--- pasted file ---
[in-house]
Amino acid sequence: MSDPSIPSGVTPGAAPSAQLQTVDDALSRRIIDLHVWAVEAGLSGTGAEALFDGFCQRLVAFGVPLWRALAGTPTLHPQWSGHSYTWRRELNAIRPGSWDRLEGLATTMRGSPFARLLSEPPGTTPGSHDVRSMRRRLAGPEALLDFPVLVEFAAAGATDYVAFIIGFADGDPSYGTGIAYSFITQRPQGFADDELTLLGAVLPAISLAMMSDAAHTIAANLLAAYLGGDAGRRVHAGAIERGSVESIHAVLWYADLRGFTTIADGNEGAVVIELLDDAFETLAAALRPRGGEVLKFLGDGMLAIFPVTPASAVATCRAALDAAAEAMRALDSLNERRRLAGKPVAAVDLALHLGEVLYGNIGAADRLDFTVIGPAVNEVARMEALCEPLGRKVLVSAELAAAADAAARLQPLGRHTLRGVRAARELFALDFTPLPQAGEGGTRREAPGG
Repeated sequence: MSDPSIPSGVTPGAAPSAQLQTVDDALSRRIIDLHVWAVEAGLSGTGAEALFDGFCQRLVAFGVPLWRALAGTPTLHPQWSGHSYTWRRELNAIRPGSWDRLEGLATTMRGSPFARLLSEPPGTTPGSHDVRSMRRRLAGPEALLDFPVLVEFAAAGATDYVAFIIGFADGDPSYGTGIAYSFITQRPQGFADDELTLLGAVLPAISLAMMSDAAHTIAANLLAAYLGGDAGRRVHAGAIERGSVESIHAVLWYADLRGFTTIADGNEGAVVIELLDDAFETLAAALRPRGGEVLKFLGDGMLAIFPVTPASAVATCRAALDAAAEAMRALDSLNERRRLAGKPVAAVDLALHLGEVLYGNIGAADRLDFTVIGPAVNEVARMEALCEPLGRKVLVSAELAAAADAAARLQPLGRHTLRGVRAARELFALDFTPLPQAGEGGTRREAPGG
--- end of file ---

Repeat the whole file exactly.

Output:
[in-house]
Amino acid sequence: MSDPSIPSGVTPGAAPSAQLQTVDDALSRRIIDLHVWAVEAGLSGTGAEALFDGFCQRLVAFGVPLWRALAGTPTLHPQWSGHSYTWRRELNAIRPGSWDRLEGLATTMRGSPFARLLSEPPGTTPGSHDVRSMRRRLAGPEALLDFPVLVEFAAAGATDYVAFIIGFADGDPSYGTGIAYSFITQRPQGFADDELTLLGAVLPAISLAMMSDAAHTIAANLLAAYLGGDAGRRVHAGAIERGSVESIHAVLWYADLRGFTTIADGNEGAVVIELLDDAFETLAAALRPRGGEVLKFLGDGMLAIFPVTPASAVATCRAALDAAAEAMRALDSLNERRRLAGKPVAAVDLALHLGEVLYGNIGAADRLDFTVIGPAVNEVARMEALCEPLGRKVLVSAELAAAADAAARLQPLGRHTLRGVRAARELFALDFTPLPQAGEGGTRREAPGG
Repeated sequence: MSDPSIPSGVTPGAAPSAQLQTVDDALSRRIIDLHVWAVEAGLSGTGAEALFDGFCQRLVAFGVPLWRALAGTPTLHPQWSGHSYTWRRELNAIRPGSWDRLEGLATTMRGSPFARLLSEPPGTTPGSHDVRSMRRRLAGPEALLDFPVLVEFAAAGATDYVAFIIGFADGDPSYGTGIAYSFITQRPQGFADDELTLLGAVLPAISLAMMSDAAHTIAANLLAAYLGGDAGRRVHAGAIERGSVESIHAVLWYADLRGFTTIADGNEGAVVIELLDDAFETLAAALRPRGGEVLKFLGDGMLAIFPVTPASAVATCRAALDAAAEAMRALDSLNERRRLAGKPVAAVDLALHLGEVLYGNIGAADRLDFTVIGPAVNEVARMEALCEPLGRKVLVSAELAAAADAAARLQPLGRHTLRGVRAARELFALDFTPLPQAGEGGTRREAPGG